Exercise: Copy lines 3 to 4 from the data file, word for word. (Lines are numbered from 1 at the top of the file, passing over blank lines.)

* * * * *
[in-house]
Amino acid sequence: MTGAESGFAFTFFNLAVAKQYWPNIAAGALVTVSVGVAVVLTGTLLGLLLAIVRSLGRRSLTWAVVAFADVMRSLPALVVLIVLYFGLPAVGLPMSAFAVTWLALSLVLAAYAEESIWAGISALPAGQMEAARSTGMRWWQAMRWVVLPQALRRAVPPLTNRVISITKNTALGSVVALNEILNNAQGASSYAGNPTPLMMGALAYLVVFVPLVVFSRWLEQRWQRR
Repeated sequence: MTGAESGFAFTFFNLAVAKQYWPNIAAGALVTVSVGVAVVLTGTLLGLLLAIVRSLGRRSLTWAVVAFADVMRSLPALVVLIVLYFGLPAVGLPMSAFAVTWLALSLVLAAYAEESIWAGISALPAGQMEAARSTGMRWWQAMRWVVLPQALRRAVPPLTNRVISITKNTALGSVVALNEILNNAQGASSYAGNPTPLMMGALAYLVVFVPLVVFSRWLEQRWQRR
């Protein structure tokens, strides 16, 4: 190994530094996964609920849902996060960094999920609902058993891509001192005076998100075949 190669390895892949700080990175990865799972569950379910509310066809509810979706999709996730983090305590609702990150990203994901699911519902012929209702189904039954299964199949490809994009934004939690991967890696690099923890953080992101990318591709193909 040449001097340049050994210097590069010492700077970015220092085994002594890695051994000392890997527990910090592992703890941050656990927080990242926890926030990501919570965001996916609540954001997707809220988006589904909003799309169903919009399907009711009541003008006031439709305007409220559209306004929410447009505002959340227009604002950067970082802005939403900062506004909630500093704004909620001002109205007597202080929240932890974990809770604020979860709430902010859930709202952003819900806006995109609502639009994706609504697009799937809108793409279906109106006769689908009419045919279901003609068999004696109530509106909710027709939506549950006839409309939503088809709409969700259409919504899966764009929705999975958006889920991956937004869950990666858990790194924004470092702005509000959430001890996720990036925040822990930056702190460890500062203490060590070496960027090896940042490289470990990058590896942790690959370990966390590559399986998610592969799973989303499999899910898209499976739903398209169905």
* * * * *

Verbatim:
Repeated sequence: MTGAESGFAFTFFNLAVAKQYWPNIAAGALVTVSVGVAVVLTGTLLGLLLAIVRSLGRRSLTWAVVAFADVMRSLPALVVLIVLYFGLPAVGLPMSAFAVTWLALSLVLAAYAEESIWAGISALPAGQMEAARSTGMRWWQAMRWVVLPQALRRAVPPLTNRVISITKNTALGSVVALNEILNNAQGASSYAGNPTPLMMGALAYLVVFVPLVVFSRWLEQRWQRR
């Protein structure tokens, strides 16, 4: 190994530094996964609920849902996060960094999920609902058993891509001192005076998100075949 190669390895892949700080990175990865799972569950379910509310066809509810979706999709996730983090305590609702990150990203994901699911519902012929209702189904039954299964199949490809994009934004939690991967890696690099923890953080992101990318591709193909 040449001097340049050994210097590069010492700077970015220092085994002594890695051994000392890997527990910090592992703890941050656990927080990242926890926030990501919570965001996916609540954001997707809220988006589904909003799309169903919009399907009711009541003008006031439709305007409220559209306004929410447009505002959340227009604002950067970082802005939403900062506004909630500093704004909620001002109205007597202080929240932890974990809770604020979860709430902010859930709202952003819900806006995109609502639009994706609504697009799937809108793409279906109106006769689908009419045919279901003609068999004696109530509106909710027709939506549950006839409309939503088809709409969700259409919504899966764009929705999975958006889920991956937004869950990666858990790194924004470092702005509000959430001890996720990036925040822990930056702190460890500062203490060590070496960027090896940042490289470990990058590896942790690959370990966390590559399986998610592969799973989303499999899910898209499976739903398209169905």